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NFL: We aren’t taking COVID-19 testing capacity away from anyone else

The Ravens are dealing with a COVID outbreak that could hurt their playoff odds. But Mike Florio and Chris Simms are more worried about how the NFL will deal with a potentially bigger outbreak after Thanksgiving.

As the NFL established its daily testing protocols for players, coaches, and essential football personnel, a question emerged regarding whether the league was consuming testing resources that could be utilized elsewhere. The league believed that wasn’t the case, because the league was creating its own testing capacity through a for-profit private company that has provided the service all season long.

Recently, the question of whether the NFL’s testing capacity is undermining the ability of, for example, health-care workers to be tested has resurfaced, specifically in this item from Kent Babb of the Washington Post.

Driving the article are quotes from front-line employees who are confused by the disconnect between NFL players receiving regular tests and the otherwise scarce availability of the diagnostic devices. The article makes no effort to explain how and why the league has managed to secure these tests, and whether the appropriate public-health agencies and officials believe the NFL is hogging resources.

The truth is that, despite any anecdotal concerns, the NFL isn’t considered to be infringing on the broader testing capacity.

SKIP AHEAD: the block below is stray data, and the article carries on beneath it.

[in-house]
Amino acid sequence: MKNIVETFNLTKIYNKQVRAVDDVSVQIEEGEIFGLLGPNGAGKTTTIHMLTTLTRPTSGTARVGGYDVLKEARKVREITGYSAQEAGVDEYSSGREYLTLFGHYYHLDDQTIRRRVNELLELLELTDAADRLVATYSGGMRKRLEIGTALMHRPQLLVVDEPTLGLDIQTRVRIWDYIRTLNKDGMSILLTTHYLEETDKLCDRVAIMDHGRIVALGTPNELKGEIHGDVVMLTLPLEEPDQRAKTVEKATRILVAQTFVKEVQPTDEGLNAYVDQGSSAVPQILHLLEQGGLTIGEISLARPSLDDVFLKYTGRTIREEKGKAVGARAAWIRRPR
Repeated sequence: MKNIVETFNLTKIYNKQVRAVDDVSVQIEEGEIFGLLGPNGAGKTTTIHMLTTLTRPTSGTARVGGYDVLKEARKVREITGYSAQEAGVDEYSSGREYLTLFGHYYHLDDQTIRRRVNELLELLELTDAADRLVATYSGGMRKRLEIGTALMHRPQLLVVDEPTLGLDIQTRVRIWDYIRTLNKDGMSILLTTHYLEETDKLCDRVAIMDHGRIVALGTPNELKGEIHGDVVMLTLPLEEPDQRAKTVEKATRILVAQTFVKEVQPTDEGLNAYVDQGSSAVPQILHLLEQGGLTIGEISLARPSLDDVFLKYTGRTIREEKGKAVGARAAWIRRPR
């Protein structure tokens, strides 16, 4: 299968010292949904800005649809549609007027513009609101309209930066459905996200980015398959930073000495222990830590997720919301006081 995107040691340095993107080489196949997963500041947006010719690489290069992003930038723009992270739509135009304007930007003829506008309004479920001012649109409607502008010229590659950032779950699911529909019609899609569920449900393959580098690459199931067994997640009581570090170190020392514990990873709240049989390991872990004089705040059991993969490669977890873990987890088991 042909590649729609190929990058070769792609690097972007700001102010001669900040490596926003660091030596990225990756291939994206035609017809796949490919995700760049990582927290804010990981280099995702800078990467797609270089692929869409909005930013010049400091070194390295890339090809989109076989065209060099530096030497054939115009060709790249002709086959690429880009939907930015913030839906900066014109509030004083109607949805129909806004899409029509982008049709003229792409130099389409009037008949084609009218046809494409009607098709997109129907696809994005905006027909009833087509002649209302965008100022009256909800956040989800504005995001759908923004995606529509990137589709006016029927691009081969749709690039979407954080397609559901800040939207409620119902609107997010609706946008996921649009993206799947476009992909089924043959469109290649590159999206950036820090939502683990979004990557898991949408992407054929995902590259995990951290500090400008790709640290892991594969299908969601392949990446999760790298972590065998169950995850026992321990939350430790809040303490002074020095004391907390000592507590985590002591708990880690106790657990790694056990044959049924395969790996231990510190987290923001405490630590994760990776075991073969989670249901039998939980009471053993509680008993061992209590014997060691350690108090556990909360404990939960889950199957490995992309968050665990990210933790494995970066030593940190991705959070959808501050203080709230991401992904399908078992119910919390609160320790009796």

“Public health officials gave our testing program the green light and confirmed that it does not affect getting tests for people who need them,” NFL spokesman Brian McCarthy told PFT via email. “We communicate regularly with the CDC, the White House Task Force, and laboratory and public health experts on this topic and have been given assurances that our program does not constrain testing resources.”

McCarthy reiterated the notion, as expressed in July, that the league isn’t taking tests away from others because the league created its own testing capacity.

“We didn’t take anything away from anyone else,” McCarthy said. “The lab is a for-profit company. These tests would not have existed if we didn’t contract for them nor would there have been capacity at the lab -- for anyone -- if we weren’t paying for it. This lab hired hundreds of people because they had a client they needed to do work for the same way they contract with health care businesses or schools. In essence they set up this business to service us since we were willing to pay for it.”

McCarthy also explained that the league designed its testing system to ensure that nothing would be taken from the various communities in which NFL teams play.

“Ours is a national lab system that our lab partner drives or flies samples to daily,” McCarthy said. “There are no tests taken from the local community.”

So there’s the answer to the questions posed by the front-line workers quoted by the Post. That’s why and how NFL players are tested every day.

The NFL, which originally wanted to test players three times per week, pays for players to be tested every day. If the NFL wasn’t paying for those tests to be conducted, those tests wouldn’t be directed elsewhere; they simply wouldn’t happen, for anyone.